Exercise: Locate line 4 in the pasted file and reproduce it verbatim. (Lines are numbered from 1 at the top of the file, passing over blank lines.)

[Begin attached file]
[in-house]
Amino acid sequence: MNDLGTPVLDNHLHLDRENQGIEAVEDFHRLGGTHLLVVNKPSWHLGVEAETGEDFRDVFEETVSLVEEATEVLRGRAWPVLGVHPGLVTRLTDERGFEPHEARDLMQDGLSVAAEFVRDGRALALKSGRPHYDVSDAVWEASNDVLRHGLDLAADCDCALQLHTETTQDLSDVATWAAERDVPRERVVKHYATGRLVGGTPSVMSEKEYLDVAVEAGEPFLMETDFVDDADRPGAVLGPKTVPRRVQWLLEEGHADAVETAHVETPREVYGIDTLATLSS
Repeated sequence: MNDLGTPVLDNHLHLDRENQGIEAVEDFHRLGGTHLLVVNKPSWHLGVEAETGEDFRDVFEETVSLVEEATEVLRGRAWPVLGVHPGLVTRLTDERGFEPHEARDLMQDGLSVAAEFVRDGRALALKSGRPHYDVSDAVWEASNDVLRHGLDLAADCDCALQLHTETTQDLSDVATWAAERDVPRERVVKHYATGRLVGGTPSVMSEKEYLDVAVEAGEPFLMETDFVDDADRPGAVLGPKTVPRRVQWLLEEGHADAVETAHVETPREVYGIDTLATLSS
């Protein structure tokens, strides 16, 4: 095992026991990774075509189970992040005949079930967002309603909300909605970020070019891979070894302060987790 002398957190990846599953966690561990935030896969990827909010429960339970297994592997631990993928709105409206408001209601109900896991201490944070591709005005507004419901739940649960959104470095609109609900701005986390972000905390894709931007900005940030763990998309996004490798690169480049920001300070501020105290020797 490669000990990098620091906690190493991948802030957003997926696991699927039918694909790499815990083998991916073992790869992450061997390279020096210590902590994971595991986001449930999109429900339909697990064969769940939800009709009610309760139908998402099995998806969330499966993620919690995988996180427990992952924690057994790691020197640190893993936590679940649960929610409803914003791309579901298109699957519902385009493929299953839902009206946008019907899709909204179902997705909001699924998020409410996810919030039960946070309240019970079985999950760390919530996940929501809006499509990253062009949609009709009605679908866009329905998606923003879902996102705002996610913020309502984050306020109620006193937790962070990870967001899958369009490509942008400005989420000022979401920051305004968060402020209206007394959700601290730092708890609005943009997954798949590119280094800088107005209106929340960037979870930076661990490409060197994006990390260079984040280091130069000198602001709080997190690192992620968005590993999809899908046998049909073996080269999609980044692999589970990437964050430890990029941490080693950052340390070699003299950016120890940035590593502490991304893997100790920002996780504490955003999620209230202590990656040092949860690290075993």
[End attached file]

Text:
């Protein structure tokens, strides 16, 4: 095992026991990774075509189970992040005949079930967002309603909300909605970020070019891979070894302060987790 002398957190990846599953966690561990935030896969990827909010429960339970297994592997631990993928709105409206408001209601109900896991201490944070591709005005507004419901739940649960959104470095609109609900701005986390972000905390894709931007900005940030763990998309996004490798690169480049920001300070501020105290020797 490669000990990098620091906690190493991948802030957003997926696991699927039918694909790499815990083998991916073992790869992450061997390279020096210590902590994971595991986001449930999109429900339909697990064969769940939800009709009610309760139908998402099995998806969330499966993620919690995988996180427990992952924690057994790691020197640190893993936590679940649960929610409803914003791309579901298109699957519902385009493929299953839902009206946008019907899709909204179902997705909001699924998020409410996810919030039960946070309240019970079985999950760390919530996940929501809006499509990253062009949609009709009605679908866009329905998606923003879902996102705002996610913020309502984050306020109620006193937790962070990870967001899958369009490509942008400005989420000022979401920051305004968060402020209206007394959700601290730092708890609005943009997954798949590119280094800088107005209106929340960037979870930076661990490409060197994006990390260079984040280091130069000198602001709080997190690192992620968005590993999809899908046998049909073996080269999609980044692999589970990437964050430890990029941490080693950052340390070699003299950016120890940035590593502490991304893997100790920002996780504490955003999620209230202590990656040092949860690290075993």